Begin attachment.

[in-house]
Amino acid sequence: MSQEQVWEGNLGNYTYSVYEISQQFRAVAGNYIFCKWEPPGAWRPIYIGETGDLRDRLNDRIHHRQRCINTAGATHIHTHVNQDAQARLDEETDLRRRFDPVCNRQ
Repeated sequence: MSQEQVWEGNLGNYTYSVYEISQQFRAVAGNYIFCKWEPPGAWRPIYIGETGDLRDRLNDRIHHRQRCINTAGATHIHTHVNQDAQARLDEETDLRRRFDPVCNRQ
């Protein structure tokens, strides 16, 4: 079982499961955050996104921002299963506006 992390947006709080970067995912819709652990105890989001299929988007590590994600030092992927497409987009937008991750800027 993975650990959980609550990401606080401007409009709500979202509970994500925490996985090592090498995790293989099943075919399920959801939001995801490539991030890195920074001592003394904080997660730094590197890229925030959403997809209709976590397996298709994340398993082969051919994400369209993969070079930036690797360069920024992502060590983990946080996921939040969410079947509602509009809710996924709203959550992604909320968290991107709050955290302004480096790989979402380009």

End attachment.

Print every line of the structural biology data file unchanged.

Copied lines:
[in-house]
Amino acid sequence: MSQEQVWEGNLGNYTYSVYEISQQFRAVAGNYIFCKWEPPGAWRPIYIGETGDLRDRLNDRIHHRQRCINTAGATHIHTHVNQDAQARLDEETDLRRRFDPVCNRQ
Repeated sequence: MSQEQVWEGNLGNYTYSVYEISQQFRAVAGNYIFCKWEPPGAWRPIYIGETGDLRDRLNDRIHHRQRCINTAGATHIHTHVNQDAQARLDEETDLRRRFDPVCNRQ
């Protein structure tokens, strides 16, 4: 079982499961955050996104921002299963506006 992390947006709080970067995912819709652990105890989001299929988007590590994600030092992927497409987009937008991750800027 993975650990959980609550990401606080401007409009709500979202509970994500925490996985090592090498995790293989099943075919399920959801939001995801490539991030890195920074001592003394904080997660730094590197890229925030959403997809209709976590397996298709994340398993082969051919994400369209993969070079930036690797360069920024992502060590983990946080996921939040969410079947509602509009809710996924709203959550992604909320968290991107709050955290302004480096790989979402380009």